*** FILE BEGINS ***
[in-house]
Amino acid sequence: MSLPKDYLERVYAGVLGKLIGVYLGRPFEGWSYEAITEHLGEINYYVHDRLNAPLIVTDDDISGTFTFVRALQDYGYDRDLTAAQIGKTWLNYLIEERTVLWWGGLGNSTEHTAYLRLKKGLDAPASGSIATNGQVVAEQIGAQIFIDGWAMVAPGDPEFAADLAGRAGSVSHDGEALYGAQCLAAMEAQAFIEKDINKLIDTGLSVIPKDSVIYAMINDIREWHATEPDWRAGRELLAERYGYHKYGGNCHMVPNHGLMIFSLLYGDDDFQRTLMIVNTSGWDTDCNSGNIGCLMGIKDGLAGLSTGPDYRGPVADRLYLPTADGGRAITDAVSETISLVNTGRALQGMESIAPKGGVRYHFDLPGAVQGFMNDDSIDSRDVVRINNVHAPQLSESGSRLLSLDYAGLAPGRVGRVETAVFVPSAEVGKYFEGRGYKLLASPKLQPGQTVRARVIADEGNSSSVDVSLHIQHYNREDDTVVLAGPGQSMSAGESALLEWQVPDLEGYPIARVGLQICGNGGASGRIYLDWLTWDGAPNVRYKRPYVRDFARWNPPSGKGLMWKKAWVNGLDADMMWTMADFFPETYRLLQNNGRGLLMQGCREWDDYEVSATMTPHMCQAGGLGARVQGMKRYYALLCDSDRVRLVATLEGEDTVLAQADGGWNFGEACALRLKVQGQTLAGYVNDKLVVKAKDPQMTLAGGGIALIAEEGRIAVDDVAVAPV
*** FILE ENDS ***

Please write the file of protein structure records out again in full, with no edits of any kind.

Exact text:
[in-house]
Amino acid sequence: MSLPKDYLERVYAGVLGKLIGVYLGRPFEGWSYEAITEHLGEINYYVHDRLNAPLIVTDDDISGTFTFVRALQDYGYDRDLTAAQIGKTWLNYLIEERTVLWWGGLGNSTEHTAYLRLKKGLDAPASGSIATNGQVVAEQIGAQIFIDGWAMVAPGDPEFAADLAGRAGSVSHDGEALYGAQCLAAMEAQAFIEKDINKLIDTGLSVIPKDSVIYAMINDIREWHATEPDWRAGRELLAERYGYHKYGGNCHMVPNHGLMIFSLLYGDDDFQRTLMIVNTSGWDTDCNSGNIGCLMGIKDGLAGLSTGPDYRGPVADRLYLPTADGGRAITDAVSETISLVNTGRALQGMESIAPKGGVRYHFDLPGAVQGFMNDDSIDSRDVVRINNVHAPQLSESGSRLLSLDYAGLAPGRVGRVETAVFVPSAEVGKYFEGRGYKLLASPKLQPGQTVRARVIADEGNSSSVDVSLHIQHYNREDDTVVLAGPGQSMSAGESALLEWQVPDLEGYPIARVGLQICGNGGASGRIYLDWLTWDGAPNVRYKRPYVRDFARWNPPSGKGLMWKKAWVNGLDADMMWTMADFFPETYRLLQNNGRGLLMQGCREWDDYEVSATMTPHMCQAGGLGARVQGMKRYYALLCDSDRVRLVATLEGEDTVLAQADGGWNFGEACALRLKVQGQTLAGYVNDKLVVKAKDPQMTLAGGGIALIAEEGRIAVDDVAVAPV